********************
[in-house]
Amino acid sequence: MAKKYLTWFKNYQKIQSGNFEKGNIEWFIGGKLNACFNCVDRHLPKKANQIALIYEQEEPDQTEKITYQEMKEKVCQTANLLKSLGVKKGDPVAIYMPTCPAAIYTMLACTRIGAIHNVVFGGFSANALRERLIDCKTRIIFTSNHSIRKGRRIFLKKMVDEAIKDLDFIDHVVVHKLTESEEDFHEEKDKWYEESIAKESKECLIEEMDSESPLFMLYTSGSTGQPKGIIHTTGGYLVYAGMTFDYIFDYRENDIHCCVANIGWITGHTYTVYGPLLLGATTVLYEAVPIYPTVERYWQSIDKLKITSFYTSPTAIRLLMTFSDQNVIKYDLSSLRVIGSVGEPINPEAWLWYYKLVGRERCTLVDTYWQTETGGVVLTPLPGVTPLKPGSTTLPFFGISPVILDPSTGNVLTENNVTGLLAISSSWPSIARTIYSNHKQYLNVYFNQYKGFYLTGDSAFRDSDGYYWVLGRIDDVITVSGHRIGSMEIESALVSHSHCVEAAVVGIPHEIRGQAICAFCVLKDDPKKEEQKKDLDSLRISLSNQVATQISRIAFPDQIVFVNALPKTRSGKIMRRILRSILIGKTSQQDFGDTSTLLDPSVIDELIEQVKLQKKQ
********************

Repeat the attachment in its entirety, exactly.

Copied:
[in-house]
Amino acid sequence: MAKKYLTWFKNYQKIQSGNFEKGNIEWFIGGKLNACFNCVDRHLPKKANQIALIYEQEEPDQTEKITYQEMKEKVCQTANLLKSLGVKKGDPVAIYMPTCPAAIYTMLACTRIGAIHNVVFGGFSANALRERLIDCKTRIIFTSNHSIRKGRRIFLKKMVDEAIKDLDFIDHVVVHKLTESEEDFHEEKDKWYEESIAKESKECLIEEMDSESPLFMLYTSGSTGQPKGIIHTTGGYLVYAGMTFDYIFDYRENDIHCCVANIGWITGHTYTVYGPLLLGATTVLYEAVPIYPTVERYWQSIDKLKITSFYTSPTAIRLLMTFSDQNVIKYDLSSLRVIGSVGEPINPEAWLWYYKLVGRERCTLVDTYWQTETGGVVLTPLPGVTPLKPGSTTLPFFGISPVILDPSTGNVLTENNVTGLLAISSSWPSIARTIYSNHKQYLNVYFNQYKGFYLTGDSAFRDSDGYYWVLGRIDDVITVSGHRIGSMEIESALVSHSHCVEAAVVGIPHEIRGQAICAFCVLKDDPKKEEQKKDLDSLRISLSNQVATQISRIAFPDQIVFVNALPKTRSGKIMRRILRSILIGKTSQQDFGDTSTLLDPSVIDELIEQVKLQKKQ